On the other hand, it nearly lost a star (and most certainly lost my 'favorite' status) because I absolutely did not agree with the ending. But despite it all, I guess, it was a "good enough" ending.

I think the description I'm looking for is "slightly disappointing". ( )
  AshuritaLove | Apr 7, 2013 |
Overall the story is quite good. It explores quite a few deeper issues by having Fitz be introspective, examines the value of a variety of relationships, delves into intrigue and deceit, and even brings in some of my favorite characters from the earlier books. If you are a fan of sci-fi/fantasy and you haven't had a chance to, I suggest you check out the Tawny Man trilogy and the Assassin Series by Robin Hobb. ( )
  finalcut | Apr 2, 2013 |
Showing 1-5 of 24 (next | show all)
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» Add other authors (11 possible)

Author nameRoleType of authorWork?Status
Robin Hobbprimary authorall editionsconfirmed
Howe, JohnCover artistsecondary authorsome editionsconfirmed
Jewell, LaurieDesignersecondary authorsome editionsconfirmed
Santikko, SauliTranslatorsecondary authorsome editionsconfirmed
Youll, StephenCover artistsecondary authorsome editionsconfirmed
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Information from the Finnish Common Knowledge. Edit to localize it to the English one.
To Pi.
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The White Prophet's premise seems simple.
-- Prologue
Sometimes it seems unfair that events so old can reach forward through the years, sinking claws into one's life and twisting all that follows it.
-- Chapter One
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Amazon.com Amazon.com Review (ISBN 0553582461, Mass Market Paperback)

Fool's Fate is the third book of Robin Hobb's Tawny Man trilogy, and the ninth and concluding volume of the Fitzchivalry Farseer saga, one of the best high-fantasy series of the turn of the millennium. Fitz is the bastard son of the royal family of the Six Duchies, which he serves as assassin, guardsman, and Skill-magician. Fitz also serves the White Prophet as "Catalyst," the unique person who may enable the White Prophet to change human destiny for the better. In Fool's Fate, Fitz must accompany his kinsman, Prince Dutiful Farseer, to a distant northern island, where the prince must slay the world's last male dragon to win the hand of the Out Islands princess Elliania, the woman he loves. However, not even Elliania wants the dragon dead; why, then, does she require Dutiful to kill Icefyre? Are darker forces manipulating Elliania? Even worse, if Icefyre dies, the White Prophet foresees not only his own death, but a grim future for humankind. The prophet's only hope of changing the future is his Catalyst. --Cynthia Ward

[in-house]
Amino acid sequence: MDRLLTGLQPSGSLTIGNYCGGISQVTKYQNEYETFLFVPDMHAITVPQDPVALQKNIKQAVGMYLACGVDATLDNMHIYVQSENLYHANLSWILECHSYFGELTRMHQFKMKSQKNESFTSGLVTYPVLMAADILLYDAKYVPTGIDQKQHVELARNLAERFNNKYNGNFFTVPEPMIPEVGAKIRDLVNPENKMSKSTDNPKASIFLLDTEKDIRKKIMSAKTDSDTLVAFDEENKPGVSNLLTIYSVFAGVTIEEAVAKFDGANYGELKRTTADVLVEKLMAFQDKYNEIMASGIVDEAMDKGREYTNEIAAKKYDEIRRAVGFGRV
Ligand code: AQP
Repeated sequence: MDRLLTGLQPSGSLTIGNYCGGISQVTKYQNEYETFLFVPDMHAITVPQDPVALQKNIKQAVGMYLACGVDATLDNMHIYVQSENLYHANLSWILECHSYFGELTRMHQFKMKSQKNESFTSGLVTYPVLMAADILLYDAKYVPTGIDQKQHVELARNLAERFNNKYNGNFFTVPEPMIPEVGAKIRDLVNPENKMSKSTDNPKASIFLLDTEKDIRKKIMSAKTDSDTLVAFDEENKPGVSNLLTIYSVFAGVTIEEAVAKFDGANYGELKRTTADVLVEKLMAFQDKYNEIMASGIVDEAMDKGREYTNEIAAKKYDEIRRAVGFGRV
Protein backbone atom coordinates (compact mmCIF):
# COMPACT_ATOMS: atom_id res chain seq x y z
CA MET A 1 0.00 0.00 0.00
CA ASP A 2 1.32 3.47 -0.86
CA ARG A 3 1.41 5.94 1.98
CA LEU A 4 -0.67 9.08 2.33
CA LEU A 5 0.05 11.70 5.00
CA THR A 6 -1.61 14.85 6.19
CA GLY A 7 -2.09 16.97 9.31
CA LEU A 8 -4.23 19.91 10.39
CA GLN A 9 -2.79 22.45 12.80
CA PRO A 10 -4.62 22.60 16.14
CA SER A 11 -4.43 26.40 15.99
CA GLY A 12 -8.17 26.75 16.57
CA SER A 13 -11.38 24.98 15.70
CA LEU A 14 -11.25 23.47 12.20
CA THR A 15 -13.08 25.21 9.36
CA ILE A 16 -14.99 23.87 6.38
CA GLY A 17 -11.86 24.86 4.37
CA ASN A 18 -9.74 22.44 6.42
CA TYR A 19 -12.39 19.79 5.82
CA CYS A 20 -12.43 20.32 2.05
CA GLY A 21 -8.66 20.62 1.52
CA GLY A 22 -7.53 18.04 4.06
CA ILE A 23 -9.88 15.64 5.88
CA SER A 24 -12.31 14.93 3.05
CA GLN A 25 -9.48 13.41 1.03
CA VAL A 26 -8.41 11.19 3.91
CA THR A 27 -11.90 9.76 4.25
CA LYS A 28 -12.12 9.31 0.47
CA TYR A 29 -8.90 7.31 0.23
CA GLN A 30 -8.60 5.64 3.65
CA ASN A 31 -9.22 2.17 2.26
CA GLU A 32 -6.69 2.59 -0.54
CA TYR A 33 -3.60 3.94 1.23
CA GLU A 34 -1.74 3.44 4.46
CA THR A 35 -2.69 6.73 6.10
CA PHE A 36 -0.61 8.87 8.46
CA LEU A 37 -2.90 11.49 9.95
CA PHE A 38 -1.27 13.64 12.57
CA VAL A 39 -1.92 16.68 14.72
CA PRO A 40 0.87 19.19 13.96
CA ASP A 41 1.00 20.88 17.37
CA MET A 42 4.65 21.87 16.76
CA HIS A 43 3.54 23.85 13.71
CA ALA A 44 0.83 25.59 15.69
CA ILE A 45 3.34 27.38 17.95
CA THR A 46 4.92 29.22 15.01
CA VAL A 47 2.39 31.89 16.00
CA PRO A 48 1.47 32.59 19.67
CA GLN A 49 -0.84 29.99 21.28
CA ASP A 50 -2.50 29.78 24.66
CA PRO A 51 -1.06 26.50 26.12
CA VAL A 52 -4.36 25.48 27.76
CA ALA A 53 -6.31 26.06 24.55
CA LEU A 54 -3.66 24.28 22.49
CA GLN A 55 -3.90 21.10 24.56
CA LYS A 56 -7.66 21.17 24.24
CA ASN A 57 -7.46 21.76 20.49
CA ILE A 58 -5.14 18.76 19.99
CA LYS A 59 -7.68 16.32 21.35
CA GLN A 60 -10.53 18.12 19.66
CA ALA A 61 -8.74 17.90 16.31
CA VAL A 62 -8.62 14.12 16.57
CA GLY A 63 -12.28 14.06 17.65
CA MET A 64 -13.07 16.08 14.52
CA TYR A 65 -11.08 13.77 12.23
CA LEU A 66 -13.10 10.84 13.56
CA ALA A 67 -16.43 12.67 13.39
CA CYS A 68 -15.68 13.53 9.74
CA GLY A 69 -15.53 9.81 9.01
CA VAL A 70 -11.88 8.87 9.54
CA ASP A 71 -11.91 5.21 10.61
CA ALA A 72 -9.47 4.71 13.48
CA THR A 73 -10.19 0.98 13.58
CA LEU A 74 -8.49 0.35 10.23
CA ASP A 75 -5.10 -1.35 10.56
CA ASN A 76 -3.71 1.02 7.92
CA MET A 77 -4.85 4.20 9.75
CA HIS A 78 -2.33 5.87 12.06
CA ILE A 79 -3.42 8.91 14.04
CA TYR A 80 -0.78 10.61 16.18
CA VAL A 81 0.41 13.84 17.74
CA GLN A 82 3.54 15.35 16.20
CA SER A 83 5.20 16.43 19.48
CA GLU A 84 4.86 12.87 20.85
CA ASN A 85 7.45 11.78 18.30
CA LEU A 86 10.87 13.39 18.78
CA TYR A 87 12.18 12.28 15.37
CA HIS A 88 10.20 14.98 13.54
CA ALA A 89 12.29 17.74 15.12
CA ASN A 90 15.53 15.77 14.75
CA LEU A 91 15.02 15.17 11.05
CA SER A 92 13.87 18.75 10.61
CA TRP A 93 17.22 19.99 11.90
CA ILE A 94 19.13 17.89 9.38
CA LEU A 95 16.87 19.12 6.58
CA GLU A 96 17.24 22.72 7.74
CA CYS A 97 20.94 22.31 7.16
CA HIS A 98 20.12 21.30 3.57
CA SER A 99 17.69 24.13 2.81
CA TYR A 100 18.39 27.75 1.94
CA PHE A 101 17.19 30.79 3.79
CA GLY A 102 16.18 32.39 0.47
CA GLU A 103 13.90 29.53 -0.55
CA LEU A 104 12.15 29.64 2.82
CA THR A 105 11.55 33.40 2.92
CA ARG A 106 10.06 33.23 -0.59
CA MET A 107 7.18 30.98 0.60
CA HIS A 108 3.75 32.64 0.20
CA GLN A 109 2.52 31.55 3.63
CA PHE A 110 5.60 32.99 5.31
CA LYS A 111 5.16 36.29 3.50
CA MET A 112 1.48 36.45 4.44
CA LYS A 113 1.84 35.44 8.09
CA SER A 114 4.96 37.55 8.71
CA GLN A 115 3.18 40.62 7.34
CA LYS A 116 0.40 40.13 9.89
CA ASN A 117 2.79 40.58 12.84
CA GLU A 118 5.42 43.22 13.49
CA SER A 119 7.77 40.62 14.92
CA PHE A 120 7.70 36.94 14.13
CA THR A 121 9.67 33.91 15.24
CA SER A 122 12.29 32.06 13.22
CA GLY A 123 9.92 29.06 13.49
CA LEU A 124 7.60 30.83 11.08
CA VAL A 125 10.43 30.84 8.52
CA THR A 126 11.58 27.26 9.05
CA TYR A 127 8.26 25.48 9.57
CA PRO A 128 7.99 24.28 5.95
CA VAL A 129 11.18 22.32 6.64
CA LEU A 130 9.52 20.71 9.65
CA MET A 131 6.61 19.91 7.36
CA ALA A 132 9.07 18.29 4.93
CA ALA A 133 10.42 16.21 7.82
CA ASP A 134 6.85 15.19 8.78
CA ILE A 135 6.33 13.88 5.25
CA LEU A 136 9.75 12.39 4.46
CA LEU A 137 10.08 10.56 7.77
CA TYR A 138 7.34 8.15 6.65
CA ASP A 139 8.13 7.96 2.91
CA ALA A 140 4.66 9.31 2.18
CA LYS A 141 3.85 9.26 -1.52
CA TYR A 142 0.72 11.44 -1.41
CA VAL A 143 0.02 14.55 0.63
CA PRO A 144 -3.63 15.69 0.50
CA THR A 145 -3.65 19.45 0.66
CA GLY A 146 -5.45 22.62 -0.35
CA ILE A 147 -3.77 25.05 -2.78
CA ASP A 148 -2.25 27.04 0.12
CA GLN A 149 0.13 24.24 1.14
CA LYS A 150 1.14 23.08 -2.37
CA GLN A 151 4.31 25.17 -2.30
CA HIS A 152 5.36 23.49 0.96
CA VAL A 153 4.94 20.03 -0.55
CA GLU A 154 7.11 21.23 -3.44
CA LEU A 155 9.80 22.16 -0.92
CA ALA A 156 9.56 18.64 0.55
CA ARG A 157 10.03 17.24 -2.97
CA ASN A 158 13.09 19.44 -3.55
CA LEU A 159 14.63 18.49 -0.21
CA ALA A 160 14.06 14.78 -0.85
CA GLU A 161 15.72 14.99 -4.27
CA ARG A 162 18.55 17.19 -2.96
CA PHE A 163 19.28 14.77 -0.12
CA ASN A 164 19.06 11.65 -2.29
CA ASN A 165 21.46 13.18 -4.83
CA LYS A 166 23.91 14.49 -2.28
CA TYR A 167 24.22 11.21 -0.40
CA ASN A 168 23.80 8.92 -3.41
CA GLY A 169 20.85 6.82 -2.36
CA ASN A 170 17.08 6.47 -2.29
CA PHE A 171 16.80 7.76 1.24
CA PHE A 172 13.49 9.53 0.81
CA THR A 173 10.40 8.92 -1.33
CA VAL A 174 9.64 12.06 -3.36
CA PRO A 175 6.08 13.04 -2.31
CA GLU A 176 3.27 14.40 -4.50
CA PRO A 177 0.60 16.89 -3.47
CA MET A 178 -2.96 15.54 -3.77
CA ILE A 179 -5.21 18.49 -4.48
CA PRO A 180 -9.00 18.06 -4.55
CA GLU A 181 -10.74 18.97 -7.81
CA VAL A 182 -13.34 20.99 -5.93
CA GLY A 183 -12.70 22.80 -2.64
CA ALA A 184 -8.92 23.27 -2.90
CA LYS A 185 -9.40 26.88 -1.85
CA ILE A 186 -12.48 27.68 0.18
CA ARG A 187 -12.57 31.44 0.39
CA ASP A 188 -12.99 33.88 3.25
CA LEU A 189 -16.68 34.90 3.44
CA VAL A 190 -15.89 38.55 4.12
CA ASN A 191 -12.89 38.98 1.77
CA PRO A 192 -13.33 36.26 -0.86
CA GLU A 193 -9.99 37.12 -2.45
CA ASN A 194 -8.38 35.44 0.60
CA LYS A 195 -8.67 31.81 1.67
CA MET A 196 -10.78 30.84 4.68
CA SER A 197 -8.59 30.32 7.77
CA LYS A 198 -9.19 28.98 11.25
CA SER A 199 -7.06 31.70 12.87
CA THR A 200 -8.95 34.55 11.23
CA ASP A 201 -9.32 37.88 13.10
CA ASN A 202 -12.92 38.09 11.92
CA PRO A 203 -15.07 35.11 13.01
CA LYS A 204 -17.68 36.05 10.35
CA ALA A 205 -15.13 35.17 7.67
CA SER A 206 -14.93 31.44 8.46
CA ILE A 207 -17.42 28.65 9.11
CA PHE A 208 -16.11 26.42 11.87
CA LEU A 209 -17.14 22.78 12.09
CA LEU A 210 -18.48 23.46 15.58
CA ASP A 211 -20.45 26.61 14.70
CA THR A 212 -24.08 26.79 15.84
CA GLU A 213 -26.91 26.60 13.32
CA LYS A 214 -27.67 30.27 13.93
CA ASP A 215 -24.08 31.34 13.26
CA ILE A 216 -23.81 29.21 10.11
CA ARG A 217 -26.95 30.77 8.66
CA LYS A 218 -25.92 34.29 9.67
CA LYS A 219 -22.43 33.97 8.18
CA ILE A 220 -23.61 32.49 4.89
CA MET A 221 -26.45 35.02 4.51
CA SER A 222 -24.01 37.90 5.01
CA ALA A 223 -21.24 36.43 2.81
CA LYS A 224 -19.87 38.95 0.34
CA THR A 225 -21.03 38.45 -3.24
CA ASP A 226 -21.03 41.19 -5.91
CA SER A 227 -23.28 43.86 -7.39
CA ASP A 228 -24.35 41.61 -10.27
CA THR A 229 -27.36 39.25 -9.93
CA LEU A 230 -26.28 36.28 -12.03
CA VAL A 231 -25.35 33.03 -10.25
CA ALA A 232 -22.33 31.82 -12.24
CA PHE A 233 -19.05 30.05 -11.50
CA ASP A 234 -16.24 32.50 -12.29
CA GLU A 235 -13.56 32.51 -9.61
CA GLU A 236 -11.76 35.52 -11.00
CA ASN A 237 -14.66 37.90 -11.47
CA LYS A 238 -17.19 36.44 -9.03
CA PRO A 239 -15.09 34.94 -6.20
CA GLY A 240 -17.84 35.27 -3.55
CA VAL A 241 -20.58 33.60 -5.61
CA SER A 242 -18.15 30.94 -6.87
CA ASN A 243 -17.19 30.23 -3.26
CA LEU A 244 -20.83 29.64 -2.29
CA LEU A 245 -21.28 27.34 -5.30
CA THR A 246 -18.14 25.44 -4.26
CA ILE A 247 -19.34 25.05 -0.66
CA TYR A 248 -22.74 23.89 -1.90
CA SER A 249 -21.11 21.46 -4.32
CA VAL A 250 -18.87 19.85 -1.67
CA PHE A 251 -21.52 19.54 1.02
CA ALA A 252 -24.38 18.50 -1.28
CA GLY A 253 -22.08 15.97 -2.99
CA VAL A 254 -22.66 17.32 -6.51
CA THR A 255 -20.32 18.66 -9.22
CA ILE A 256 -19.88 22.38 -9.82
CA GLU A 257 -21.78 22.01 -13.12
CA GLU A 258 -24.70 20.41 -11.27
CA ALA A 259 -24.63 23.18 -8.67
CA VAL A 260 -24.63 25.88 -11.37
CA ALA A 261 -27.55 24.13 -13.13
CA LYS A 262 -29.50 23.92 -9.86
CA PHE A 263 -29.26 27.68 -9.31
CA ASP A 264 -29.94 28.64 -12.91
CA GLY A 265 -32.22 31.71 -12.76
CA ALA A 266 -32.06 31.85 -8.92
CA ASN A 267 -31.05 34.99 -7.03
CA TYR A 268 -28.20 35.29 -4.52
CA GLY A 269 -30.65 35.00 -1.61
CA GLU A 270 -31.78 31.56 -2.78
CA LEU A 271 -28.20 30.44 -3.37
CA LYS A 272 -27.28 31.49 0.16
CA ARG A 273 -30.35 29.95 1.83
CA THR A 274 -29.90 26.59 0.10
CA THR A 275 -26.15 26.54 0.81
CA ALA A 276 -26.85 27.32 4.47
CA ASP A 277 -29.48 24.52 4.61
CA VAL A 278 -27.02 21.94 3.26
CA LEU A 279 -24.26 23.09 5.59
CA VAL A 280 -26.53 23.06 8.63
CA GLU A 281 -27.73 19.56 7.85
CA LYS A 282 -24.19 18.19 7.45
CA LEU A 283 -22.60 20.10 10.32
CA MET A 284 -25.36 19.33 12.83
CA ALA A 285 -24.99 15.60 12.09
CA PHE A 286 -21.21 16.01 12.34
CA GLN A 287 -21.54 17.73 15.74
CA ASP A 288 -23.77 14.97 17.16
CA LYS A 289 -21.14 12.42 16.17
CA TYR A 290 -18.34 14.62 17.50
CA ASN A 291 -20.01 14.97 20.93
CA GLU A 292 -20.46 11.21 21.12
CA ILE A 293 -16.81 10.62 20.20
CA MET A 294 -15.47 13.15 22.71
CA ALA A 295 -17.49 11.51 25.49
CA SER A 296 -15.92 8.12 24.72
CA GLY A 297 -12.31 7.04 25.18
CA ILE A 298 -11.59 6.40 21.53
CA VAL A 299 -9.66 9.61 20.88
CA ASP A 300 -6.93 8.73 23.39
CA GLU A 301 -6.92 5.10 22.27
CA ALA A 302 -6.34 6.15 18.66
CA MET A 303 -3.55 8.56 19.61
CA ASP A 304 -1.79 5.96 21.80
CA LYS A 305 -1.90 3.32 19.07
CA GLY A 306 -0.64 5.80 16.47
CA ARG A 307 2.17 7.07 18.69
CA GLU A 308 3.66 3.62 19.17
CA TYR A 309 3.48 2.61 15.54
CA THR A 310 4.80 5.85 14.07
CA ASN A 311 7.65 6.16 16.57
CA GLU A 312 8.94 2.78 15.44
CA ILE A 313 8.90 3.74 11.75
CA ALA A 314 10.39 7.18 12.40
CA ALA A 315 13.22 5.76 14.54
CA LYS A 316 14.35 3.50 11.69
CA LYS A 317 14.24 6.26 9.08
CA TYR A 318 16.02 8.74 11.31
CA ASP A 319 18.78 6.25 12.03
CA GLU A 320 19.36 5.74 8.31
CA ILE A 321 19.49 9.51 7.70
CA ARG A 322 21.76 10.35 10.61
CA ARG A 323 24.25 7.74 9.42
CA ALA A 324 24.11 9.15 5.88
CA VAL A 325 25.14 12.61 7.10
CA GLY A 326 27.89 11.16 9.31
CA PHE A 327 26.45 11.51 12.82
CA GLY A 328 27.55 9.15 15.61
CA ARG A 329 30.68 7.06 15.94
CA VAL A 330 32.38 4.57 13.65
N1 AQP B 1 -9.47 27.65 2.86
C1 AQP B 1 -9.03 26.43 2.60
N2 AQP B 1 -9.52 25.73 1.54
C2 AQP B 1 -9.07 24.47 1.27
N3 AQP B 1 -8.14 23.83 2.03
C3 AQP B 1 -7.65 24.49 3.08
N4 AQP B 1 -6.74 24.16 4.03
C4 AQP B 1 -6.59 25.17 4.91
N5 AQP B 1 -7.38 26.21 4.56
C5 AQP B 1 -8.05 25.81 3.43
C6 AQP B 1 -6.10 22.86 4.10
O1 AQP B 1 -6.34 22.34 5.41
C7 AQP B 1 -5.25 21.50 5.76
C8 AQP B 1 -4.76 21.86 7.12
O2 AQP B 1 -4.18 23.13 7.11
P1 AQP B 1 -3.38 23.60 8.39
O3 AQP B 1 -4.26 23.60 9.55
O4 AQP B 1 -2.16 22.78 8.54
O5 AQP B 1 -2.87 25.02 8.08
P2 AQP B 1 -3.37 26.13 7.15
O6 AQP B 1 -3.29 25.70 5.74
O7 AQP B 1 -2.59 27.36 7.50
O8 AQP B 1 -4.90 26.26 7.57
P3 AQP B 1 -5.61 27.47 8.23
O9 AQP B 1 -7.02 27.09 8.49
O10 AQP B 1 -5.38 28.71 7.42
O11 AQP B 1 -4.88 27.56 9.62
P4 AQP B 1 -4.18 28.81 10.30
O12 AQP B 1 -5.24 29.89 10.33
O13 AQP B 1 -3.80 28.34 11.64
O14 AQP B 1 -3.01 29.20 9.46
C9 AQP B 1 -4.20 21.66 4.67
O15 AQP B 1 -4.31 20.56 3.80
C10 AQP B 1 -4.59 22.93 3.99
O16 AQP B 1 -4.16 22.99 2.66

(retrieved from Amazon Mon, 30 Sep 2013 14:01:31 -0400)

(see all 4 descriptions)

On a mission to the Outislands to destroy the dragon Icefyre, who has been frozen in a glacier for millennia, Prince Dutiful and his Skillmaster FitzChivalry match wits with the Fool, an enemy determined to free the dragon.

(summary from another edition)

» see all 7 descriptions